Creative Lead, 7+ Years of Web Design and Development Experience
July 16th, 2015
When you're in the self-checkout line at the supermarket, you typically don't have to think too hard about the actions you'll need to take to successfully purchase your groceries (and if you do, well, that's just poor UX).
This was the goal the designers of the machine planned for when creating it; the ability, for you, a typical shopper, to be able to purchase your products with ease. This is done by breaking up the actions into easy-to-follow steps using voice commands to describe each, then creating an interface and machine that reflects how to complete these actions.
Just like a self-checkout machine, your consultation page should avoid making the user second guess where they are, what they need to do, and what steps will be happening next.
This is why you need to mold your consultation page into a lean, visually understandable location that users will feel comfortable converting on. Once you manage to get it right, you'll be that much closer to successfully growing your business.
To understand what elements are a necessity in keeping your users fluently funneling through your consultation page, here are 10 best practices to help simplify the path to convert.
Get the Page to Load Quickly
It’s no secret that people like websites to load quickly, even Google agrees.
So why even bother thinking about the layout of your consultation page if your users have to wait too long to get to it?
Surveys by Akamai and Gomez.com show that users expect sites to load in 2 seconds or less and will even abandon sites that take 3 seconds or longer. Even just a 1 second delay in your pages responsiveness has shown to cause a 7% reduction in conversions.
To try and recognize if this could be causing issues for your conversions, try testing your website on WebsitePageTest, Pingdom, or Google's good ol’ Page Speed Tool which is available both as a chrome extension and a web tool.
If you notice you could benefit from increasing the sites speed, try asking your developers to use these tips to help optimize it. Once you get that squared away, you’re now ready to begin looking into the page itself.
Use Appropriate Imagery and Icons
So your users have arrived on your consultation page, and to make sure they immediately understand where they are, you need to create a visual environment on the page that relates to its purpose and goal.
Take a look as Let’s Travel Somewheres contact page for example. The websites goal is to display the beauty of the world through captivating images and stories as the websites owner travels.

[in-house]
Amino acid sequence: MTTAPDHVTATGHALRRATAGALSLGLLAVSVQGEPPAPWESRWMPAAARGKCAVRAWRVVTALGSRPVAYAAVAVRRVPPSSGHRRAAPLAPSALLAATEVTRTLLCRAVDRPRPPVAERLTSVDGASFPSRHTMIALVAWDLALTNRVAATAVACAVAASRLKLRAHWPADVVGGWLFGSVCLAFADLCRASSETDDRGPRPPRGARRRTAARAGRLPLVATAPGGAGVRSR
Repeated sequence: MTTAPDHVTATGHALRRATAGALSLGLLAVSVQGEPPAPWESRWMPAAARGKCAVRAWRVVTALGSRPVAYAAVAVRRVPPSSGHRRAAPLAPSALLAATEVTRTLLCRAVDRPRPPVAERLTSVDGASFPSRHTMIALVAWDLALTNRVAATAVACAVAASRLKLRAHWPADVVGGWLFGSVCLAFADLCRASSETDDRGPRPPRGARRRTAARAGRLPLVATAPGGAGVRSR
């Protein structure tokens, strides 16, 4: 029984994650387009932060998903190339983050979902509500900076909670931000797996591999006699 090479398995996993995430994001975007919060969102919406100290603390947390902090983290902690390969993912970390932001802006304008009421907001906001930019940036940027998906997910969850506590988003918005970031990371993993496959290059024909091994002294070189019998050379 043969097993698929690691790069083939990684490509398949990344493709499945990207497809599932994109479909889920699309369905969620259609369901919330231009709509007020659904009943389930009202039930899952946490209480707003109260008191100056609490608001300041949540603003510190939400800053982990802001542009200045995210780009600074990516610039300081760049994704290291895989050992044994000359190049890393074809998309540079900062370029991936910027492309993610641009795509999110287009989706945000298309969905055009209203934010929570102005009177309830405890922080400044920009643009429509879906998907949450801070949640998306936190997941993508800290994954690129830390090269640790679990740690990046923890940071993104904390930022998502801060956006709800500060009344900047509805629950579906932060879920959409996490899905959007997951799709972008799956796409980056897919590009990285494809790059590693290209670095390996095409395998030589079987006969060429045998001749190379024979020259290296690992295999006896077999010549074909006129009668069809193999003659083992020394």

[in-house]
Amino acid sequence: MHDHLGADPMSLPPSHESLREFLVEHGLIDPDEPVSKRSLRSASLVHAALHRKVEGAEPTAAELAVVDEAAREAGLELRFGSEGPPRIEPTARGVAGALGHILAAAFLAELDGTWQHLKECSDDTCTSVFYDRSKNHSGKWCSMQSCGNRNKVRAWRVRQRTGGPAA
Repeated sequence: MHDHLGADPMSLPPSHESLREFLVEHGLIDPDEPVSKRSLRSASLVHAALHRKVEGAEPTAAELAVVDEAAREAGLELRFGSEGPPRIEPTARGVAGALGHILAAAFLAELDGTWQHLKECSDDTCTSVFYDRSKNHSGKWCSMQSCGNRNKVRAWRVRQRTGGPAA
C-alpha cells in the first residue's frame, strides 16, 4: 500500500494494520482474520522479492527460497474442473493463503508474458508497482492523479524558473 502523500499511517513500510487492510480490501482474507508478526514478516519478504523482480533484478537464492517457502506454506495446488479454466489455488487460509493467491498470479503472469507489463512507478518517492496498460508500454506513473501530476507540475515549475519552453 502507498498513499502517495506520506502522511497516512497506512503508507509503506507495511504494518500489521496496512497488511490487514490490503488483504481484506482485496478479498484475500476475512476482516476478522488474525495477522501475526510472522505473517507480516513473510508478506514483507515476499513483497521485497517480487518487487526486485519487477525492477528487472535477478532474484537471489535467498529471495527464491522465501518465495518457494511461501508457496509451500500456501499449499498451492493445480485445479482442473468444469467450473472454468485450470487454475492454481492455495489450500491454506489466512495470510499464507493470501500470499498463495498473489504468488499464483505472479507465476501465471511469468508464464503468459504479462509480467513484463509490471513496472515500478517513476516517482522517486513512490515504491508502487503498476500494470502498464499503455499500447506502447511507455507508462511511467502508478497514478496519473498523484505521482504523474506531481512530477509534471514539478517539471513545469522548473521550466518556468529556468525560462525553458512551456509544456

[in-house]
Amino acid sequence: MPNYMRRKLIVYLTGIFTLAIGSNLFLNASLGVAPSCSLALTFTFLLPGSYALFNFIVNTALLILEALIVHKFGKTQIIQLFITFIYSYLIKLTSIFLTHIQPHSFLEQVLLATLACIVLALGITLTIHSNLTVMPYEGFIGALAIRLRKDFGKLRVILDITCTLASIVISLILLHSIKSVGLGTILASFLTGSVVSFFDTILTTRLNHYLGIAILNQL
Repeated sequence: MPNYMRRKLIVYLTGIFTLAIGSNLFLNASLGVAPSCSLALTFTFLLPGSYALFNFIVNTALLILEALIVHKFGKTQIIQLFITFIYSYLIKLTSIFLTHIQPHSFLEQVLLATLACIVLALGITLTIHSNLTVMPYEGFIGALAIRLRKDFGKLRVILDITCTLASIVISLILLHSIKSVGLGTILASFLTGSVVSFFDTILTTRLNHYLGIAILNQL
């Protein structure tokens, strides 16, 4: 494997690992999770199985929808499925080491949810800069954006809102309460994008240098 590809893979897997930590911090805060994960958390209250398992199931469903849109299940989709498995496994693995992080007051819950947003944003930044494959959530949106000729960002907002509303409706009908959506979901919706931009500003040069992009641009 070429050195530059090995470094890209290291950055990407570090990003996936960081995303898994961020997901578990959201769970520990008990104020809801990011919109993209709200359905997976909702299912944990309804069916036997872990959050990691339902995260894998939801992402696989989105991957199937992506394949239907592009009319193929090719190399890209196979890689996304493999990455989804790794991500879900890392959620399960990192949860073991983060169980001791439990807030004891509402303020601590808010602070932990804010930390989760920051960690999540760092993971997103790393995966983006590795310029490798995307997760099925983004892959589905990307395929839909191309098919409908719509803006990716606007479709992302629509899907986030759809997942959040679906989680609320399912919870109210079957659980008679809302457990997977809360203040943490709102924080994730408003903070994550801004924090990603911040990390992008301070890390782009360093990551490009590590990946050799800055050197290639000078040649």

To keep the theme of travel consistent, they decided to use a postcard as the container for their content, stamp and all, while also adding in some smaller icons that signify different modes of transportation.
Utilizing specific elements like these not only keep the theme of one’s site consistent, but also adds delight and personality to the page, something a plain black and white page tends to not achieve.
Keep The Content Short, Engaging, and Accessible
By the time your users reach your consultation page, they typically already know what your company does and are beginning to consider utilizing your services/products.
That being said, the content on this page shouldn’t be displayed in long, daunting paragraphs discussing more information about your company, or steps further down the line your user isn’t thinking about taking yet.
Instead, keep it short like Moz did. Let the user know immediately of what will happen next (receive a phone call, email, smoke signal, etc.) and, if applicable, bullet points of what it will achieve.
After you shorten up the content to only the bare essentials, try making the font size larger than normal to fill up some of the extra space you created. This also draws the visitors attention to your content first, rather than a large form you may have waiting nearby.
Get the Form Above the Fold
Since filling out the form is the last step people tend to take on your consultation pages, we’ve become accustomed to putting it at the bottom of the page below the hero, content, images, and testimonials.
While your page may be decently short despite all this information, it is that many more sections the user has to go through to get to the form.
To get rid of those steps, try moving the form above the fold like Salesforce did with necessary information in close proximity. Put any information that doesn’t directly affect what happens after submitting the form below the fold, so it’s out of the way.
In the case that your form is too long to fit, try removing the labels and put placeholder text inside the fields instead. If you happen to already have their information, take it a step further and pre-populate the fields with that information to reduce how much they need to fill out before pressing that submit button. If it’s still not working out, consider doing a step by step form fill like Chipotle did.
Add Tooltip Hints and Utilize Early Error Checking
We all make mistakes when it comes to filling out forms, whether it’s due to our own mechanical mistypes or a lack of understanding of a step causing us to enter something incorrectly.
In most cases, users aren't notified of their mistakes until they press the submit button and errors pop up.
Rather than showing the errors after the user presses submit, try incorporating what Gmail does and make it so your forms give helpful tips and error checks as you fill out the form indicating when something is wrong and why.
This functionality allows users to go back immediately and correct the mistake they made, rather than adding friction since the user will need to repeatedly press the submit button to figure out whether or not the information they’ve entered is correct.
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